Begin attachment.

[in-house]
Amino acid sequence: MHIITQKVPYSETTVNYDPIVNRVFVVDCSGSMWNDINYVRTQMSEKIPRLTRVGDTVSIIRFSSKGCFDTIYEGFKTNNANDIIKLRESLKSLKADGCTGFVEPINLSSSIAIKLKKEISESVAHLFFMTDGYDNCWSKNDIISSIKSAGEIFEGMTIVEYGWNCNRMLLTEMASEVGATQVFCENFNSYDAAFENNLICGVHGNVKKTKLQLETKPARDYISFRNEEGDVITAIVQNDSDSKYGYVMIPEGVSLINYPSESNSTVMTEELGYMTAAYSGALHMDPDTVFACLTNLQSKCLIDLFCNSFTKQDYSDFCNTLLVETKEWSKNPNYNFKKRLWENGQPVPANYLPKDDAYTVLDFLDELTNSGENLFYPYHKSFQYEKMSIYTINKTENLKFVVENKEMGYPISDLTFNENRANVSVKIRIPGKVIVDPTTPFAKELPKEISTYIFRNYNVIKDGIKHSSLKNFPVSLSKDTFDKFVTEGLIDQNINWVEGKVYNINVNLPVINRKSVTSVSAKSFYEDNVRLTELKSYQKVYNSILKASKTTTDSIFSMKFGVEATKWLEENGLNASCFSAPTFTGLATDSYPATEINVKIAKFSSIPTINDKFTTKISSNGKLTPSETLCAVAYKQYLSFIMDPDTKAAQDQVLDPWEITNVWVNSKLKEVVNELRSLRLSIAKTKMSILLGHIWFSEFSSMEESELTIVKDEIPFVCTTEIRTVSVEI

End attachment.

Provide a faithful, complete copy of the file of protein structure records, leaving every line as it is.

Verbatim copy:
[in-house]
Amino acid sequence: MHIITQKVPYSETTVNYDPIVNRVFVVDCSGSMWNDINYVRTQMSEKIPRLTRVGDTVSIIRFSSKGCFDTIYEGFKTNNANDIIKLRESLKSLKADGCTGFVEPINLSSSIAIKLKKEISESVAHLFFMTDGYDNCWSKNDIISSIKSAGEIFEGMTIVEYGWNCNRMLLTEMASEVGATQVFCENFNSYDAAFENNLICGVHGNVKKTKLQLETKPARDYISFRNEEGDVITAIVQNDSDSKYGYVMIPEGVSLINYPSESNSTVMTEELGYMTAAYSGALHMDPDTVFACLTNLQSKCLIDLFCNSFTKQDYSDFCNTLLVETKEWSKNPNYNFKKRLWENGQPVPANYLPKDDAYTVLDFLDELTNSGENLFYPYHKSFQYEKMSIYTINKTENLKFVVENKEMGYPISDLTFNENRANVSVKIRIPGKVIVDPTTPFAKELPKEISTYIFRNYNVIKDGIKHSSLKNFPVSLSKDTFDKFVTEGLIDQNINWVEGKVYNINVNLPVINRKSVTSVSAKSFYEDNVRLTELKSYQKVYNSILKASKTTTDSIFSMKFGVEATKWLEENGLNASCFSAPTFTGLATDSYPATEINVKIAKFSSIPTINDKFTTKISSNGKLTPSETLCAVAYKQYLSFIMDPDTKAAQDQVLDPWEITNVWVNSKLKEVVNELRSLRLSIAKTKMSILLGHIWFSEFSSMEESELTIVKDEIPFVCTTEIRTVSVEI